Conservative Senator Hugh Segal, one of the more vocal proponents of no-strings-attached aid for the poor, points out that the guaranteed-income program for seniors has greatly reduced poverty, especially among women.
"There's a bias that when given the chance people will be lazy," he says. "That's not my sense of reality."
Mr. Segal argues that giving money with no conditions removes the stigma and shame around poverty, allowing people to focus instead on how to improve their lot.
Requiring the poor to prove continually that they are deserving of assistance or threatening to pull help away without notice only discourages the risk-taking and confidence required to get out of poverty.
"It's dehumanizing," Mr. Segal says. "Think of a mother having to negotiate though Plexiglas for enough money to feed her family."
Or the mom who goes back to school to improve her prospects and loses her welfare payments because she is not seeking jobs.
It also costs people their privacy. Candace Witkowskyj, a legal advocate for welfare recipients in British Columbia, tells stories of people forced to take pictures of the contents of their drawers to prove that they lived alone or to get a doctor's note to justify a $20 emergency food voucher.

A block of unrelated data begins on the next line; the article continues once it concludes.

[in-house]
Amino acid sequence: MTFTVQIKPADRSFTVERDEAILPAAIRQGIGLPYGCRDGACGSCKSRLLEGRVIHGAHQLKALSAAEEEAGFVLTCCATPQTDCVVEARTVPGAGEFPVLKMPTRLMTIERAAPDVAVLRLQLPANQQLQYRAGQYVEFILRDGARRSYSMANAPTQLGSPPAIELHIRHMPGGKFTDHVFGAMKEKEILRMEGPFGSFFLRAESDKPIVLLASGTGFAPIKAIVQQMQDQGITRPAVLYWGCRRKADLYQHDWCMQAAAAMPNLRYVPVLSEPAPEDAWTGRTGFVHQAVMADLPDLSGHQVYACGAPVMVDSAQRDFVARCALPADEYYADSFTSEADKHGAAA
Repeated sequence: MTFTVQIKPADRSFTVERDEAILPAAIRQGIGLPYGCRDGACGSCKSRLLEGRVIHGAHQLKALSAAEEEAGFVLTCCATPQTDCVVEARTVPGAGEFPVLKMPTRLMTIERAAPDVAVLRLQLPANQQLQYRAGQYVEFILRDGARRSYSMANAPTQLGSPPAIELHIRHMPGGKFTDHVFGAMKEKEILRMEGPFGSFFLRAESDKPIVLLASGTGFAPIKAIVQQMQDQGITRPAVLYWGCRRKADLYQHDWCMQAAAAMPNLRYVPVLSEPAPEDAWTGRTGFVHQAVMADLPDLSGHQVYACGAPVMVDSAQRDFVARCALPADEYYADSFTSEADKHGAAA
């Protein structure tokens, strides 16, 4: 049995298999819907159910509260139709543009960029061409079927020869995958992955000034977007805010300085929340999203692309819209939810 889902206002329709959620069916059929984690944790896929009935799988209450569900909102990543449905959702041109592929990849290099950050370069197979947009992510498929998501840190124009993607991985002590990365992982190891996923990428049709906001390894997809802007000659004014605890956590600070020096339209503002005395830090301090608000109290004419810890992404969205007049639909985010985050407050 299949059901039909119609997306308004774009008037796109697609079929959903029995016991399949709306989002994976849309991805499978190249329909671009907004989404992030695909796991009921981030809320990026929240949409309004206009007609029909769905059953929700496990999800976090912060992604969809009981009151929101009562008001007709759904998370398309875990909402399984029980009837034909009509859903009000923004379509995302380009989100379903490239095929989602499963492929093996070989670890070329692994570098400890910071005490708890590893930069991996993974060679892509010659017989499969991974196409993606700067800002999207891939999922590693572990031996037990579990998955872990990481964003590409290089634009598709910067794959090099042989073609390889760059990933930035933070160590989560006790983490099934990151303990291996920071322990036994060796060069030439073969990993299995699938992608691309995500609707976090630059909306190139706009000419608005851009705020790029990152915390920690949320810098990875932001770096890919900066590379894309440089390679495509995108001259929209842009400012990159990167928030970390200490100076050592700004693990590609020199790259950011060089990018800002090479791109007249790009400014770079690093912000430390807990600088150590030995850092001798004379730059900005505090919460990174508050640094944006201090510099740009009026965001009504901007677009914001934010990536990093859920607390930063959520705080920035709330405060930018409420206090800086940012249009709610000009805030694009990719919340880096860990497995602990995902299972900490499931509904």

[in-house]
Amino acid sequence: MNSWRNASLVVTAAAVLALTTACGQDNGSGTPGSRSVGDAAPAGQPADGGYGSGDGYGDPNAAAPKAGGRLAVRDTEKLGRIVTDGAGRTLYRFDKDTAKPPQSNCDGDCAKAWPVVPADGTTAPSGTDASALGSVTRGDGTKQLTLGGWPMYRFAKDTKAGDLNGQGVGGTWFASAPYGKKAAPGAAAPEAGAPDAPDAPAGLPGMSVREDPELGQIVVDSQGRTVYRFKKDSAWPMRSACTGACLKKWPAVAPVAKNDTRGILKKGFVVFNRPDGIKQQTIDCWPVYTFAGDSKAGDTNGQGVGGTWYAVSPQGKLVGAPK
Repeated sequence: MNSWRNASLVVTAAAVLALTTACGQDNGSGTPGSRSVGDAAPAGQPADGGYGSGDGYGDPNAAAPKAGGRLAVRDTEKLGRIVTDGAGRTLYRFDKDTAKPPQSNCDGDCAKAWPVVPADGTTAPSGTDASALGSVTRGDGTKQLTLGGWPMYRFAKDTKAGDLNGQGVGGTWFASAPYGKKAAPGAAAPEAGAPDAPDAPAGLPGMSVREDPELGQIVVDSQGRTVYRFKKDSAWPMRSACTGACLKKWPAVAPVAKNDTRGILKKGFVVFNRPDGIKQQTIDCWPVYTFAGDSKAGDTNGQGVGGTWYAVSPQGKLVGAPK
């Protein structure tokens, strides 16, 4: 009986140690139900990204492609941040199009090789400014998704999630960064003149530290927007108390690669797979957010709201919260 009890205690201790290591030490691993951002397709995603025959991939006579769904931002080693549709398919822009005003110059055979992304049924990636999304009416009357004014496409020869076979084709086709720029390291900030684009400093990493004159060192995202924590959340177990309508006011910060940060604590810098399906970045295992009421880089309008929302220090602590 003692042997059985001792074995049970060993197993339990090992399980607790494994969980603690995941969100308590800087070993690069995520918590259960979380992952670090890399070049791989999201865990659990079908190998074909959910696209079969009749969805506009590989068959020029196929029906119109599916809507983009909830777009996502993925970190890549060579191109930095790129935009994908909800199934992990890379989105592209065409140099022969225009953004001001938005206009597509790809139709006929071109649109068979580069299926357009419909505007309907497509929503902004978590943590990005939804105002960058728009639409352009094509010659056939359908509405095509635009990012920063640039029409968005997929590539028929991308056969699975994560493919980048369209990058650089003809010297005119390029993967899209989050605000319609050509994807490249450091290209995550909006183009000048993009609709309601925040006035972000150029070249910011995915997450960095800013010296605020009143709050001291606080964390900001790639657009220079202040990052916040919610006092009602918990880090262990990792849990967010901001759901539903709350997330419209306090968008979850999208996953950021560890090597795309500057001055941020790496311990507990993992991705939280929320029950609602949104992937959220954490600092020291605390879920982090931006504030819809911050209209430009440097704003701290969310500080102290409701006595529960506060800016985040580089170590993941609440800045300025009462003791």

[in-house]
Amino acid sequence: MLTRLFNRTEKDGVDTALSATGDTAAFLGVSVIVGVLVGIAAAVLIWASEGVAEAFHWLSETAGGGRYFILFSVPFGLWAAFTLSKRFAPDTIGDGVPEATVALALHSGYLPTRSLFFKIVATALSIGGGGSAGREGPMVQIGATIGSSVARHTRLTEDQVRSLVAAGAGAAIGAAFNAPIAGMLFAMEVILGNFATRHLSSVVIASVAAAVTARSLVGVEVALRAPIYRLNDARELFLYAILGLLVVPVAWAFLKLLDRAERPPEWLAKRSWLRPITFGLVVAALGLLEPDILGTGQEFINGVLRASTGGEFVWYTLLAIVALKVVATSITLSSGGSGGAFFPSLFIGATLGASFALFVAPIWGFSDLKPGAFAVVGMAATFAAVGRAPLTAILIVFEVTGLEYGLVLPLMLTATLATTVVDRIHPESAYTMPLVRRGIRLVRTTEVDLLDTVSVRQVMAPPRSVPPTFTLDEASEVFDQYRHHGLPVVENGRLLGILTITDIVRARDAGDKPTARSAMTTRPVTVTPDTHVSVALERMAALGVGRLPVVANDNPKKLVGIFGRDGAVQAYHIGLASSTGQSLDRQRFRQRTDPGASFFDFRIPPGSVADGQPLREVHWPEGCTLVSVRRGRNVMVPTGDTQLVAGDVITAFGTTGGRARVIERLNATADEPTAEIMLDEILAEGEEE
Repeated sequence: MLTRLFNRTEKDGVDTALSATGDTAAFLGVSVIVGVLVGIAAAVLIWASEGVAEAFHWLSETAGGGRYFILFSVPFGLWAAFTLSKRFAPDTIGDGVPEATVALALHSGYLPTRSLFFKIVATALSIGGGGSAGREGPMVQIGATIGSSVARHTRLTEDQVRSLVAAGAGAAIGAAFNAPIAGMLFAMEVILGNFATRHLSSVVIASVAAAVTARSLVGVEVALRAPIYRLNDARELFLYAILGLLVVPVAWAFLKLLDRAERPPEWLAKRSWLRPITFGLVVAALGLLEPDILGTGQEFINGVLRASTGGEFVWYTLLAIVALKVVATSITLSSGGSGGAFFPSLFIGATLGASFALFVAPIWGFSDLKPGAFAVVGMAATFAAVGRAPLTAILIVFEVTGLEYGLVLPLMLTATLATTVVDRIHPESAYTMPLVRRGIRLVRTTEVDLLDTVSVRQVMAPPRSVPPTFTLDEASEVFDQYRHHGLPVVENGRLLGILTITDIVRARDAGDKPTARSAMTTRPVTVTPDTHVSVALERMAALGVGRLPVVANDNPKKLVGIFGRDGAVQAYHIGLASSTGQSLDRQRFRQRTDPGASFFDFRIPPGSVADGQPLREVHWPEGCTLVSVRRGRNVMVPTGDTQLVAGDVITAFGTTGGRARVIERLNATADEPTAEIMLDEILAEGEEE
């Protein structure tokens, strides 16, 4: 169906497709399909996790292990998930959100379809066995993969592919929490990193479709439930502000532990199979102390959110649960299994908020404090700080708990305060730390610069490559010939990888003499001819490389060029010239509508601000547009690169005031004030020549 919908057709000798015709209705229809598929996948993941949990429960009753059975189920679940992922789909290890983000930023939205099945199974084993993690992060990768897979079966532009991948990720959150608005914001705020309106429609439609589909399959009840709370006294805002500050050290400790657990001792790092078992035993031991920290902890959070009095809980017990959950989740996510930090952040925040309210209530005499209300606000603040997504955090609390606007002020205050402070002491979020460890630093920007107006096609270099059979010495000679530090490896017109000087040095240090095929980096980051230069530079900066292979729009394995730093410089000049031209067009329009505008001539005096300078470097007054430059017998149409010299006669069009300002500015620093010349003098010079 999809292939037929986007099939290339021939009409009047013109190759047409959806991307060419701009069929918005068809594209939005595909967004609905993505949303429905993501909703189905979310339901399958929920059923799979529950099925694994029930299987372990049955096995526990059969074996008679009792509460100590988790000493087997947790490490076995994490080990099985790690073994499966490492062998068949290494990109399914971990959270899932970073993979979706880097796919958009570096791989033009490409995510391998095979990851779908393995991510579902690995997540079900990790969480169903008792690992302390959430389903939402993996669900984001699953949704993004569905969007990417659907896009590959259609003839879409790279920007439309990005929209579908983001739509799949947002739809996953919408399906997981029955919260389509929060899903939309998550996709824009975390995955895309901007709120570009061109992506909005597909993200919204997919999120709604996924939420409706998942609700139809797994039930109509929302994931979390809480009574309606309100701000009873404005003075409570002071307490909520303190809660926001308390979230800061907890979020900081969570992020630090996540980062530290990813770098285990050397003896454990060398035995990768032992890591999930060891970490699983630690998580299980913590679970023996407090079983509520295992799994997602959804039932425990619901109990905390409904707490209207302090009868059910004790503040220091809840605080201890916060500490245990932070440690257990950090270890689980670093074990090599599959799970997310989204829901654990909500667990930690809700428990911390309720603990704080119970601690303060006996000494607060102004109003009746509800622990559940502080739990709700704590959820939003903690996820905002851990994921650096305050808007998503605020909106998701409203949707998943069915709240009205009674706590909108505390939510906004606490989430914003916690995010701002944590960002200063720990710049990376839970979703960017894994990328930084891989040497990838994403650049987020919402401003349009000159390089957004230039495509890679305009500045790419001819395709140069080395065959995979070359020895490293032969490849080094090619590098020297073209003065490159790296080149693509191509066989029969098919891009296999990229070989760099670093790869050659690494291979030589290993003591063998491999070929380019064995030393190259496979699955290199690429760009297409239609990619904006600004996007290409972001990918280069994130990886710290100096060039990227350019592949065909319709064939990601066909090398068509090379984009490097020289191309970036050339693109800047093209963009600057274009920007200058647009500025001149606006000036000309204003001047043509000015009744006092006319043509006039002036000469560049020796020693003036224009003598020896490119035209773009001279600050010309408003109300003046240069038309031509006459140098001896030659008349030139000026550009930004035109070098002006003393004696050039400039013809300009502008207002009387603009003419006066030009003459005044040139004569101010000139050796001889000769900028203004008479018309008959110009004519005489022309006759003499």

"If you think of the core premise of charity, it is not to treat people as lesser," Mr. Segal says. "[It]is to give people a leg-up so they can have some measure of independence and can make some of their own choices."
To do that effectively, he argues, we need to let them decide the steps they take to get there. Or - as Ms. Gray in Victoria puts it, saying she would go back to school for more training if she could count on covering rent and daycare - give some autonomy back to "people who are trying to be somebody in this world."
Erin Anderssen is a feature writer for The Globe and Mail.